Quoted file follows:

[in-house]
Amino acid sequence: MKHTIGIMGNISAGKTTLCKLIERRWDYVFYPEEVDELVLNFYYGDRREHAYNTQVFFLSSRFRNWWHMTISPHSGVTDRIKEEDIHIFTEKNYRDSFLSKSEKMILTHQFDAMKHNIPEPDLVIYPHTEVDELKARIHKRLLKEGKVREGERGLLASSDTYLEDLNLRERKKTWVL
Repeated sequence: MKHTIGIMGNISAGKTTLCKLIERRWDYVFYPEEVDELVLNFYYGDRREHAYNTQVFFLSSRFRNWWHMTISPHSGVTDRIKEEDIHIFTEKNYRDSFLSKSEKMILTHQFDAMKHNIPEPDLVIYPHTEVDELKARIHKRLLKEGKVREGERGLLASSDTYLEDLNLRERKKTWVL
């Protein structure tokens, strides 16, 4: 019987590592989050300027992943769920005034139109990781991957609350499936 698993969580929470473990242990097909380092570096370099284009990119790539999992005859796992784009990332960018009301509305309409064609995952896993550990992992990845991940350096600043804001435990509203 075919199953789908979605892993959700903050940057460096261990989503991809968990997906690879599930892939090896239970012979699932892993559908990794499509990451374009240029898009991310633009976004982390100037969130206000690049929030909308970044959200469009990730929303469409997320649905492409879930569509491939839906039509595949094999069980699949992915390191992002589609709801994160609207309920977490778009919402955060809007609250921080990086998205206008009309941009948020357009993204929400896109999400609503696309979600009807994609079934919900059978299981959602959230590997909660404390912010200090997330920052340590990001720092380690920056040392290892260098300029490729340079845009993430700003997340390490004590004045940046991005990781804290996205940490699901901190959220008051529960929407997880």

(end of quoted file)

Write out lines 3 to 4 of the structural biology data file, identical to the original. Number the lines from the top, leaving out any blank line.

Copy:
Repeated sequence: MKHTIGIMGNISAGKTTLCKLIERRWDYVFYPEEVDELVLNFYYGDRREHAYNTQVFFLSSRFRNWWHMTISPHSGVTDRIKEEDIHIFTEKNYRDSFLSKSEKMILTHQFDAMKHNIPEPDLVIYPHTEVDELKARIHKRLLKEGKVREGERGLLASSDTYLEDLNLRERKKTWVL
């Protein structure tokens, strides 16, 4: 019987590592989050300027992943769920005034139109990781991957609350499936 698993969580929470473990242990097909380092570096370099284009990119790539999992005859796992784009990332960018009301509305309409064609995952896993550990992992990845991940350096600043804001435990509203 075919199953789908979605892993959700903050940057460096261990989503991809968990997906690879599930892939090896239970012979699932892993559908990794499509990451374009240029898009991310633009976004982390100037969130206000690049929030909308970044959200469009990730929303469409997320649905492409879930569509491939839906039509595949094999069980699949992915390191992002589609709801994160609207309920977490778009919402955060809007609250921080990086998205206008009309941009948020357009993204929400896109999400609503696309979600009807994609079934919900059978299981959602959230590997909660404390912010200090997330920052340590990001720092380690920056040392290892260098300029490729340079845009993430700003997340390490004590004045940046991005990781804290996205940490699901901190959220008051529960929407997880």